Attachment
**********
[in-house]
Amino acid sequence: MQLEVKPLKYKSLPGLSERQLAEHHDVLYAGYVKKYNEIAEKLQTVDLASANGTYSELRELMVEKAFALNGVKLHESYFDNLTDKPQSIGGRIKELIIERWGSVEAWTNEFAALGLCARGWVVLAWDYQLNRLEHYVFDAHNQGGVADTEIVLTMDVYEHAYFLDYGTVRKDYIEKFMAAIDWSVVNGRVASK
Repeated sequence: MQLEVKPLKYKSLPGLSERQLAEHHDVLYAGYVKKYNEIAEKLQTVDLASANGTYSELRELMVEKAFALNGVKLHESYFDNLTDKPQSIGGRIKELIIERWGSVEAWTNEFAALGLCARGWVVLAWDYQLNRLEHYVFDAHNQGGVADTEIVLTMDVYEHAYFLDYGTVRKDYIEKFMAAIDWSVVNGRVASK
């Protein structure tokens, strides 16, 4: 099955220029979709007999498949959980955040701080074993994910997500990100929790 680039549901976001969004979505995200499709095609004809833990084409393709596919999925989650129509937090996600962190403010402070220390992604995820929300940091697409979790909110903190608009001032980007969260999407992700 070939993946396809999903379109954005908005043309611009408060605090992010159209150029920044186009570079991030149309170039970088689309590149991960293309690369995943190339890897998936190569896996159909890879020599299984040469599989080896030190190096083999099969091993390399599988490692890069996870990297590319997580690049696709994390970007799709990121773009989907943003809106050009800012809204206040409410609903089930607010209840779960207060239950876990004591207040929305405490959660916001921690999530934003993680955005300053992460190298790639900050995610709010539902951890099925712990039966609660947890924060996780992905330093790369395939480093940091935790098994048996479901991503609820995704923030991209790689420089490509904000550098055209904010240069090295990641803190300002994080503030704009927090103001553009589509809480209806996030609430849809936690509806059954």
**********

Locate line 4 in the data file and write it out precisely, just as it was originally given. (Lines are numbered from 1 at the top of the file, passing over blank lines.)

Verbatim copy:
């Protein structure tokens, strides 16, 4: 099955220029979709007999498949959980955040701080074993994910997500990100929790 680039549901976001969004979505995200499709095609004809833990084409393709596919999925989650129509937090996600962190403010402070220390992604995820929300940091697409979790909110903190608009001032980007969260999407992700 070939993946396809999903379109954005908005043309611009408060605090992010159209150029920044186009570079991030149309170039970088689309590149991960293309690369995943190339890897998936190569896996159909890879020599299984040469599989080896030190190096083999099969091993390399599988490692890069996870990297590319997580690049696709994390970007799709990121773009989907943003809106050009800012809204206040409410609903089930607010209840779960207060239950876990004591207040929305405490959660916001921690999530934003993680955005300053992460190298790639900050995610709010539902951890099925712990039966609660947890924060996780992905330093790369395939480093940091935790098994048996479901991503609820995704923030991209790689420089490509904000550098055209904010240069090295990641803190300002994080503030704009927090103001553009589509809480209806996030609430849809936690509806059954």